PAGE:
Taxi Politics

A short story about the current political deadlock

“So, what do you say about our country? Staging elections for the third time this year! Where else in the world do you have a country like this? And we call ourselves a democracy! Is it a democracy when we can’t elect a stable government? What do you say about that?”

The man in the backseat looked up from his phone, surprised that the driver had spoken to him. “What?”

“Elections! They’re coming around the corner again and I wondered what is your opinion?”

“My opinion?”

“Yes, your opinion. Every citizen is entitled to have an opinion. I meet many people every day and let me tell you. Everyone has an opinion. What’s yours?”

The driver adjusted his rearview mirror and glanced at his passenger. The man must be in his mid-thirties, the driver assumed, and sported a pointed, curly beard, just like Herzl in the famous balcony photograph. There was no kippah on the man’s head but the driver immediately classified him as an observant Sephardic Jew, the kind who upheld tradition but would never miss the Friday night television news.

“We need to keep this government in power. Vote for them again.”

“But what about the prime minister?” the driver asked, returning his eyes to the traffic. “They say he’s corrupt. Indictments on three charges, no less!”

“The media and the Left indicted him. The left-wing judges, too.”

“So, you don’t think he’s guilty?”

“No, how could he be guilty?”

“With all those indictments, will you vote for his party?”

“Of course, I’ll vote for his party. I always do.”

“And if he goes to jail?”

“He won’t go to jail. Sorry, this is my stop.” The man glanced at the meter, handed the driver two twenties, and stepped out of the car without bothering to ask for change.

The driver smiled, always pleased to engage with his passengers. He never knew, when starting his shift, whether they would be pleasant, willing to talk. Some were so absorbed in their personal lives that they didn’t want to discuss the country’s drawn-out political deadlock at all. The situation. It affected all of them, the driver included. How could you not talk about it?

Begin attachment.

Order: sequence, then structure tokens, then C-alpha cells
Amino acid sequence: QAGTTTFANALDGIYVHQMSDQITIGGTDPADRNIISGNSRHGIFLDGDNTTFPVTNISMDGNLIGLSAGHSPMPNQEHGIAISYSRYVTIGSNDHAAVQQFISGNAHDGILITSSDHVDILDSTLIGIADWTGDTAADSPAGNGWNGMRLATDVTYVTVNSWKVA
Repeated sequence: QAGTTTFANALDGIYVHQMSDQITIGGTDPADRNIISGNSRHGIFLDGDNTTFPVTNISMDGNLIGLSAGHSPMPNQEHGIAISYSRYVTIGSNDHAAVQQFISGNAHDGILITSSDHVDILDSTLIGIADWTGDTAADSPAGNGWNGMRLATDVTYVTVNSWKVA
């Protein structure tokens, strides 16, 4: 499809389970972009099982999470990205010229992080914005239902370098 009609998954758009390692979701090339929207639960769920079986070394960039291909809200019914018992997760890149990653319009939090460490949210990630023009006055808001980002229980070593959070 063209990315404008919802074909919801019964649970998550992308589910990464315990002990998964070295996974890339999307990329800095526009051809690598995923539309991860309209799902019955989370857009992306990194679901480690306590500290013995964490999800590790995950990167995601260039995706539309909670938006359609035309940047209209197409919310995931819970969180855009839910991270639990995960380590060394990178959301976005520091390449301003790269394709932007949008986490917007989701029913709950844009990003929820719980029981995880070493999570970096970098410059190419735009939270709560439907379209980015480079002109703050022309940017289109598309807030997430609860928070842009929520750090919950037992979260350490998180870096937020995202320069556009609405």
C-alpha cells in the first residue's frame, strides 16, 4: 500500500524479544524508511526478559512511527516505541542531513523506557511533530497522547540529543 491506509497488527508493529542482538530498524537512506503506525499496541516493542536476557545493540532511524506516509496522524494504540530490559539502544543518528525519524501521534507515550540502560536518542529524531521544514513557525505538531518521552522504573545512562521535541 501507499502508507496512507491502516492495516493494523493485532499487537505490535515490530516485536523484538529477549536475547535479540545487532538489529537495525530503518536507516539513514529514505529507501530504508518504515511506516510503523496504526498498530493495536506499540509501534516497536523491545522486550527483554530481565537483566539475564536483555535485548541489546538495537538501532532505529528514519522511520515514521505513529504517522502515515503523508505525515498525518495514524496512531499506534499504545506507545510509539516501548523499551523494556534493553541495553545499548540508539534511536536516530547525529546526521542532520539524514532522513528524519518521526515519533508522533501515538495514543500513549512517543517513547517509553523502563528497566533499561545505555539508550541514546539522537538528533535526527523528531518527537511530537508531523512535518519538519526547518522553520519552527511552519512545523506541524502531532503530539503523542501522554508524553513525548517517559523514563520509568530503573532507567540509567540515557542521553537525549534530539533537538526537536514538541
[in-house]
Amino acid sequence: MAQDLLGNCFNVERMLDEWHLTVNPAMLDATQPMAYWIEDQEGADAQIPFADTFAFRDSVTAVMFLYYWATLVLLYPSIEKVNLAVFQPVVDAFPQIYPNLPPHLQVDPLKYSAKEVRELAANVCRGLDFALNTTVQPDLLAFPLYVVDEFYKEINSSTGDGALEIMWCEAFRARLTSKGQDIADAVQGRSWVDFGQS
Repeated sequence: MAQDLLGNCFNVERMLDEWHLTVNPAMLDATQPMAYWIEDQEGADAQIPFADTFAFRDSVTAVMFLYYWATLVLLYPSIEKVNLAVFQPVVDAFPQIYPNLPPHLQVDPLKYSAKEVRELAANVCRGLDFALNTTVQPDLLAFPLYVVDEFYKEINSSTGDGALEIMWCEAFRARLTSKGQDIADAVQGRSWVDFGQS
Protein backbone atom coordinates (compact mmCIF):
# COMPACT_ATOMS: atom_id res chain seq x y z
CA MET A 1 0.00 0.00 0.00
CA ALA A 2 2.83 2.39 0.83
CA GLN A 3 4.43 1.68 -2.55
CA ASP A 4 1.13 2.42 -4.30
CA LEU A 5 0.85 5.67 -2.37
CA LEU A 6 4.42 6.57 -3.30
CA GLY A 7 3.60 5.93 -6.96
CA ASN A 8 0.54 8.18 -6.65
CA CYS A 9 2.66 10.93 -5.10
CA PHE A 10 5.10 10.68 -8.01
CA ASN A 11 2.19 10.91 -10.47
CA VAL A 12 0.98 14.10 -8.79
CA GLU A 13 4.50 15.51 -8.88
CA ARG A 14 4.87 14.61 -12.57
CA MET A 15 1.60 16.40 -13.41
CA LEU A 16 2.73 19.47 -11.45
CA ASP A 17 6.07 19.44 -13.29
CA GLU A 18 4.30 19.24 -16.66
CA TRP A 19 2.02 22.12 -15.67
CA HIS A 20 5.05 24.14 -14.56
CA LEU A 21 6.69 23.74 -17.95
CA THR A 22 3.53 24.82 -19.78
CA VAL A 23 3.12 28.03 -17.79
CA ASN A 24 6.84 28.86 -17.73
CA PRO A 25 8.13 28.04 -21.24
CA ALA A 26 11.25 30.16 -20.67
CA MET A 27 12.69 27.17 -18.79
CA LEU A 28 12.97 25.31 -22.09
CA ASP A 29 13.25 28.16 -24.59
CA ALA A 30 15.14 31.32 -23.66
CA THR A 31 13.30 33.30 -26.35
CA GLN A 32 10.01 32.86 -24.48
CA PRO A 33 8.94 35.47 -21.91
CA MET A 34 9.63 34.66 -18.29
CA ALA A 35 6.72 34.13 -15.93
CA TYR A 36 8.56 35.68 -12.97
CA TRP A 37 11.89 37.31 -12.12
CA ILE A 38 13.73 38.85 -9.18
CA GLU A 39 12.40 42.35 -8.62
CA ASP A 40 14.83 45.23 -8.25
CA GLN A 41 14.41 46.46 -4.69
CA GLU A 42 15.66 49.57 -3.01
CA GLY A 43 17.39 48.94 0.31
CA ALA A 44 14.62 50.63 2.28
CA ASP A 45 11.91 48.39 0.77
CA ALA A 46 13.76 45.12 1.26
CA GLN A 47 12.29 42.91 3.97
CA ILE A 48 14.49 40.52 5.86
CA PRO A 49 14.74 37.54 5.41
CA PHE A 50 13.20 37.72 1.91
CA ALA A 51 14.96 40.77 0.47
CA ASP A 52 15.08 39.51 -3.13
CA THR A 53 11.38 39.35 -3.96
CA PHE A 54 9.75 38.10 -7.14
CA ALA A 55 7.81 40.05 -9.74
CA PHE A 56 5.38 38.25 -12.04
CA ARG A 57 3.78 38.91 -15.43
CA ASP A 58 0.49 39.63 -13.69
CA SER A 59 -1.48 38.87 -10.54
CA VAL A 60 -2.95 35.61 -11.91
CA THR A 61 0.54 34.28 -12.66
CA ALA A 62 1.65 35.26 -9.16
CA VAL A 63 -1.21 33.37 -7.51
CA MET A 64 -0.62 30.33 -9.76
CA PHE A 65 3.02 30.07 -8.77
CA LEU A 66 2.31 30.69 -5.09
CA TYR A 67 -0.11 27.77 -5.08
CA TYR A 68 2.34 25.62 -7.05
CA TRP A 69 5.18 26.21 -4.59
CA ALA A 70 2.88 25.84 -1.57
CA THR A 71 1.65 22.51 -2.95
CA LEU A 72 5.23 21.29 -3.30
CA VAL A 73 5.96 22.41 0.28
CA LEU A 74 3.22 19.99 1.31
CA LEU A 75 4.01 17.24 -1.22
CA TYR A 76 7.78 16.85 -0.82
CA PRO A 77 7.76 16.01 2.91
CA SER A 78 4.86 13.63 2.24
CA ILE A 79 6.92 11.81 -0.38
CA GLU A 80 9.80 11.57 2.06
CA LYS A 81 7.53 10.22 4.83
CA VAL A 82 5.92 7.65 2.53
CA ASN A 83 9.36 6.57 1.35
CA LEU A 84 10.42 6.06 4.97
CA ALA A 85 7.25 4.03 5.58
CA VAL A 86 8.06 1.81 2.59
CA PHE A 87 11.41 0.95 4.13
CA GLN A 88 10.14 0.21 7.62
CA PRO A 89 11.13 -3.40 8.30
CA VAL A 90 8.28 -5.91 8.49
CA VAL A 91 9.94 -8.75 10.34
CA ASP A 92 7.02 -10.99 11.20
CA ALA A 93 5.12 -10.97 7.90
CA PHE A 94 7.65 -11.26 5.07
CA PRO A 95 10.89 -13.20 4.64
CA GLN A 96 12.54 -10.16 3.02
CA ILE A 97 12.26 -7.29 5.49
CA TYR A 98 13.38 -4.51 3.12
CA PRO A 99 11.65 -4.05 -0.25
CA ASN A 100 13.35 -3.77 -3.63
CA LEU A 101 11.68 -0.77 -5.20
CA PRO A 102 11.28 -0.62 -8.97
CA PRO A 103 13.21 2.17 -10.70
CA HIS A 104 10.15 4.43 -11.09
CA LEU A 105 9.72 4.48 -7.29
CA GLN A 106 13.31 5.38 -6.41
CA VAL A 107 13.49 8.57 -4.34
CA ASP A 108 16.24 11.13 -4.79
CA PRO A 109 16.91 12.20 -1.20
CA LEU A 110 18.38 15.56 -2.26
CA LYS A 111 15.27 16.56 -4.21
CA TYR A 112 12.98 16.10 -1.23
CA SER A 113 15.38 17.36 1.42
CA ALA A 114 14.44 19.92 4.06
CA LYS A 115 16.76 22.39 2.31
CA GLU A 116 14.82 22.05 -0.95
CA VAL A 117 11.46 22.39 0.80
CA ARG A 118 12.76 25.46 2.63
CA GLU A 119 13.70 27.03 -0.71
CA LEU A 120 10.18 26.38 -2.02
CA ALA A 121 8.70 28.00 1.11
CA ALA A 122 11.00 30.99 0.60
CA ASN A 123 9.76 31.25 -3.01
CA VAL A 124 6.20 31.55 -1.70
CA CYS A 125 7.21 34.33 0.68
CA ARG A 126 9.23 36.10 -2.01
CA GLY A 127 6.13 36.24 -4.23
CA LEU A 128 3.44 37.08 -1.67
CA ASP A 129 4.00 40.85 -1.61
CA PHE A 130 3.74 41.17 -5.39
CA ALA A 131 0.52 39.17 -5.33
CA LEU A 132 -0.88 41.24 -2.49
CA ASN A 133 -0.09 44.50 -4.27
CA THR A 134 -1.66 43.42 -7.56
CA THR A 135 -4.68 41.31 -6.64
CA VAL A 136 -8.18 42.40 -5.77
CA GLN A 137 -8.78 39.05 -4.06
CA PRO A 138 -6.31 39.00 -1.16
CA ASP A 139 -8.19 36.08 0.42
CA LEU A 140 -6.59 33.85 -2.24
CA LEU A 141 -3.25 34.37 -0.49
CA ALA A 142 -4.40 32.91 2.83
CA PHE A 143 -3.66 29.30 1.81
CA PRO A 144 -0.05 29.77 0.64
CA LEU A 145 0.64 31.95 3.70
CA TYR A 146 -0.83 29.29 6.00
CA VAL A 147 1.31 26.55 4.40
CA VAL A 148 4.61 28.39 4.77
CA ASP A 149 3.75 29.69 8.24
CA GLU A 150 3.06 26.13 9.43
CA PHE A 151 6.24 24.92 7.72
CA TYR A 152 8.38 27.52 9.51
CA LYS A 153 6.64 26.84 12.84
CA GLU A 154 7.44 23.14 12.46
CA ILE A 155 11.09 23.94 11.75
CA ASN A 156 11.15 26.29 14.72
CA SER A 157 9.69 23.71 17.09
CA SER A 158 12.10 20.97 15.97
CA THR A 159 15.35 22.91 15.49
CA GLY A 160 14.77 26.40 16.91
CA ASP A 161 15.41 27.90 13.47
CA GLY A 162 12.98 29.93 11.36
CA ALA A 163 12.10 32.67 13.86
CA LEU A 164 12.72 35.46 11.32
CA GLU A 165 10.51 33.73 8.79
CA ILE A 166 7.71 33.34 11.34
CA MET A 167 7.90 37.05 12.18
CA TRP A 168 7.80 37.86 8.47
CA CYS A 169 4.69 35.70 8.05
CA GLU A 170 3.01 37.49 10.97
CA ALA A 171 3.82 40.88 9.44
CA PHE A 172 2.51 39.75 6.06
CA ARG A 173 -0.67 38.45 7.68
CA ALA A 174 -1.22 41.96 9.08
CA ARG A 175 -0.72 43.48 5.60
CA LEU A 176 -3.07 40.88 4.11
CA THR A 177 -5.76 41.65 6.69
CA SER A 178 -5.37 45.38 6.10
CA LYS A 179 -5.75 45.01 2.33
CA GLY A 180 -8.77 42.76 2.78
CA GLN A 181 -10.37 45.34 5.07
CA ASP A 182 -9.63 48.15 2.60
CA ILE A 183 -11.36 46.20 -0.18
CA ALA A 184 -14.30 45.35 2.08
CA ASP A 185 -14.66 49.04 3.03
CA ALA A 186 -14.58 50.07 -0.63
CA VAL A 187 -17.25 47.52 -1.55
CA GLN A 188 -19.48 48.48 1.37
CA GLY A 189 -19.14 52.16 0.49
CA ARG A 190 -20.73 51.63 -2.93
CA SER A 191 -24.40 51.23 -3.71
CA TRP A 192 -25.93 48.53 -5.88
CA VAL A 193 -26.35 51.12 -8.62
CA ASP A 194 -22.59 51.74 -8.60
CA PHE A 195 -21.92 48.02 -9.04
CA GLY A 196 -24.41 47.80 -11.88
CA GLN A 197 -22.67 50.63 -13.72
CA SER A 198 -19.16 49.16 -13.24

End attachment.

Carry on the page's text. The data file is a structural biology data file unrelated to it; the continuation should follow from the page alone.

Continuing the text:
Someone flagged him down around the next corner. The driver classified the man as an Ashkenazic Jew. A university student most likely, judging from the backpack. When the passenger asked to be driven to the Mount Scopus campus, the driver’s assumption turned out to be correct.

“So, what do you say about our country? Staging elections for the third time this year! Where else in the world do you have a country like this?”

The student looked up from his phone with a quizzical look on his face. “We wouldn’t be having elections again if the prime minister would resign. He should be held accountable for what he’s done.”

“You don’t think the media is biased against him? And the courts?”

“He is corrupt. Several of the ministers are corrupt. They’re all corrupt! They should all go on trial so that we can return to a sense of normalcy.”

“And the opposition – they should form the next government?”

“Anyone but the prime minister,” the student replied without skipping a beat.

“What do you think about a unity government?”

“I’m in favor. As long as the prime minister is not part of it.” And with that, the student got out of the car and hurried to his classes.